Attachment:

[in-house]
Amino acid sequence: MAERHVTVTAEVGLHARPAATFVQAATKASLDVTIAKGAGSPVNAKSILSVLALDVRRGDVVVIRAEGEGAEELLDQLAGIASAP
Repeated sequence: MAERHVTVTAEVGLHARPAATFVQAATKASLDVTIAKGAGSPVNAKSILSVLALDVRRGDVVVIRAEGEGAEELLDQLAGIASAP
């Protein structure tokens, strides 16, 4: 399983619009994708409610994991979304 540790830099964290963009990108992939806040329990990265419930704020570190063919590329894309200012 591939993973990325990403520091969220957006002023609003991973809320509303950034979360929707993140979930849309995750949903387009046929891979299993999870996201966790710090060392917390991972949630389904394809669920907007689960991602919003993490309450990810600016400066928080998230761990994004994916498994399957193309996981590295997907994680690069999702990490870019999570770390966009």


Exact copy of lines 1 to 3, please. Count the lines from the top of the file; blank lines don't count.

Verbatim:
[in-house]
Amino acid sequence: MAERHVTVTAEVGLHARPAATFVQAATKASLDVTIAKGAGSPVNAKSILSVLALDVRRGDVVVIRAEGEGAEELLDQLAGIASAP
Repeated sequence: MAERHVTVTAEVGLHARPAATFVQAATKASLDVTIAKGAGSPVNAKSILSVLALDVRRGDVVVIRAEGEGAEELLDQLAGIASAP